Want to know what’s wrong with this country in a nutshell?
Seriously. Not Betty Crocker’s brownies, Mom’s brownies, Pillsbury’s or Jacques Torres’. The government’s brownie recipe, coming in at a whopping 30 pages, tells you all you need to know about why you can put a fork in us.
The Pentagon has provided the guidelines for this monumental project. Sure, I expect that when you’re making big quantities of baked goods you will need instructions. What I didn’t expect was that those instructions include the EPA, Health and Human Services, the American Association of Cereal Chemists (who knew?), the National Academy of Sciences and other government agencies.
Couldn’t they just use the food service version from Betty Crocker, Sysco or others?
The document obsesses about all the ingredients. For example, water must “conform to the National Primary Drinking Water regulations.” Salt “shall be white, non iodized, refined sodium chloride with or without anti caking agents.” Nuts can be almonds, pecans or walnuts, but have to be of a certain standard and grade and “pass through a 4/16″ diameter round hole screen.”
If they don’t, I guess you don’t eat.
Here’s the full analysis of Pentagon brownies if you have nothing better to do this afternoon and I mean NOTHING: http://liw.iki.fi/liw/misc/MIL-C-44072C.pdf.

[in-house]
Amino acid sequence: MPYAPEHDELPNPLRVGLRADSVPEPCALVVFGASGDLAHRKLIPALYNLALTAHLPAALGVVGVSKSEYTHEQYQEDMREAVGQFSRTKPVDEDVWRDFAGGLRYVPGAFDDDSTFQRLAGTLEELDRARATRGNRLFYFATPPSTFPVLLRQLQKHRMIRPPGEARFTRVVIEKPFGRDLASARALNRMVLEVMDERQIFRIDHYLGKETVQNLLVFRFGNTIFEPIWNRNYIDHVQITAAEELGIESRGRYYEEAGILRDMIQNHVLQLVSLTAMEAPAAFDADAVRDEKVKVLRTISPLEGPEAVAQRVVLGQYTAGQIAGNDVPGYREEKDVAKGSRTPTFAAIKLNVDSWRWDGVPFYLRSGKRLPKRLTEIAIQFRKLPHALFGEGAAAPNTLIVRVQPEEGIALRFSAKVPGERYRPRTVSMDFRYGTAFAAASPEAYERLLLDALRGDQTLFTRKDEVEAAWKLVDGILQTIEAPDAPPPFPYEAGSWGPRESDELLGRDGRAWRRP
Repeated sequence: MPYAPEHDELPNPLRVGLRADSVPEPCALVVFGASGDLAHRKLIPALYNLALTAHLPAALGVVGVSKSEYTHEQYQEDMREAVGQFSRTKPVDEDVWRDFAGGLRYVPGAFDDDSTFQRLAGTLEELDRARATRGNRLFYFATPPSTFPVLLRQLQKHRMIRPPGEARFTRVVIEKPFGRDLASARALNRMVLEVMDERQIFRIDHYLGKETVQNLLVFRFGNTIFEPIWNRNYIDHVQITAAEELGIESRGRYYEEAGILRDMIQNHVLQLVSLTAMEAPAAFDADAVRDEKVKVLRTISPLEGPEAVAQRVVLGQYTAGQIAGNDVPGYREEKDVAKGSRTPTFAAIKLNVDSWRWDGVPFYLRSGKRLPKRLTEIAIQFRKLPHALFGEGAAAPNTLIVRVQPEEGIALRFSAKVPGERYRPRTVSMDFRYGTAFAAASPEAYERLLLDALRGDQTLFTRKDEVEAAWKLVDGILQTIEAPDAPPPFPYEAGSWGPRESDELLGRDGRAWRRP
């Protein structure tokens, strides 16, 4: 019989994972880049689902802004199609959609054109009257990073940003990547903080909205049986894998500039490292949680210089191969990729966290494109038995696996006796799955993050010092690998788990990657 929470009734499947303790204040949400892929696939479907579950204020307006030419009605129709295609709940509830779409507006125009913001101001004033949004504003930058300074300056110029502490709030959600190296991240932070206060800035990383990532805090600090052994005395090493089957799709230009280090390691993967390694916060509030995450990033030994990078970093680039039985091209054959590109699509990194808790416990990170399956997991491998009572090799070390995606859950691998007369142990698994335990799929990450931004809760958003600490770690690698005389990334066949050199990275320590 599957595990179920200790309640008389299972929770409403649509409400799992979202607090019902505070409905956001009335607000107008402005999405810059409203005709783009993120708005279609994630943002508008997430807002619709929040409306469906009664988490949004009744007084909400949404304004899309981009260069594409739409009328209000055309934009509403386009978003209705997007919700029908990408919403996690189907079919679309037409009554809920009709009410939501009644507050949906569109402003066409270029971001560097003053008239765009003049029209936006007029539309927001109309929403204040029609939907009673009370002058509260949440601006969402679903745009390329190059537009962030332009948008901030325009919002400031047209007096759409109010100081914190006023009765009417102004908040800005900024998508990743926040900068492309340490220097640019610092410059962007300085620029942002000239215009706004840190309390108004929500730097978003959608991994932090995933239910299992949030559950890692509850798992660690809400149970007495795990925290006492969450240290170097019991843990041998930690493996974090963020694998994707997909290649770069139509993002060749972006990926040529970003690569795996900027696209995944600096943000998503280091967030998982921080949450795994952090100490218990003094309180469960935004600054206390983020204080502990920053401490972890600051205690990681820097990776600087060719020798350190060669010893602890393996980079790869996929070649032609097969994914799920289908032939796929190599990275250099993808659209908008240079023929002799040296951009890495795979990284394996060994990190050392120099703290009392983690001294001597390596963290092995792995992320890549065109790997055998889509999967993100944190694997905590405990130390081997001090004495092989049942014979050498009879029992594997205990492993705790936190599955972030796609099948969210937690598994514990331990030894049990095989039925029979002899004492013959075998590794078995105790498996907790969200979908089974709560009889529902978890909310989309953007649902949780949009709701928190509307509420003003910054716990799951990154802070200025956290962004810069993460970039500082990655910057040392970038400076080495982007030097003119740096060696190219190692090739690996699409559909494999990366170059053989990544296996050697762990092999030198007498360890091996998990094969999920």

Hard to imagine World War I or II cooks having to endure this hogwash. Think how many people had to be employed to put this nonsense together. Then it had to be published and distributed. I’m sure there are updates, too, as the original recipe was 26 pages, but has since grown to 31.
Jeremy Whitsitt of The Defense Department, well, defends the excess: “What would happen if you cooked a meal, stored it in a stifling hot warehouse, dropped it out of an airplane, dragged it through the mud, left it out with bugs and vermin, and ate it three years later?” Such problems are what occupy him at the Department of Defense Combat Feeding Directorate.
Maybe they should have just asked General Mills because a lot of their similar products seem to do that already, making the transition from hot and cold parts of the country easily and with dates sometimes years away on the UPC code.
That’s not good enough for our government, however.
Someone at NPR asked the Hello Cupcake bakery in D.C. to follow the recipe and make a batch. They didn’t like them and found them dry, crumbly dense and poor in the taste department.
Is anyone surprised?
Final question: Cakey or gooey? Has anyone decided this yet? Or is there another 31 pages to come?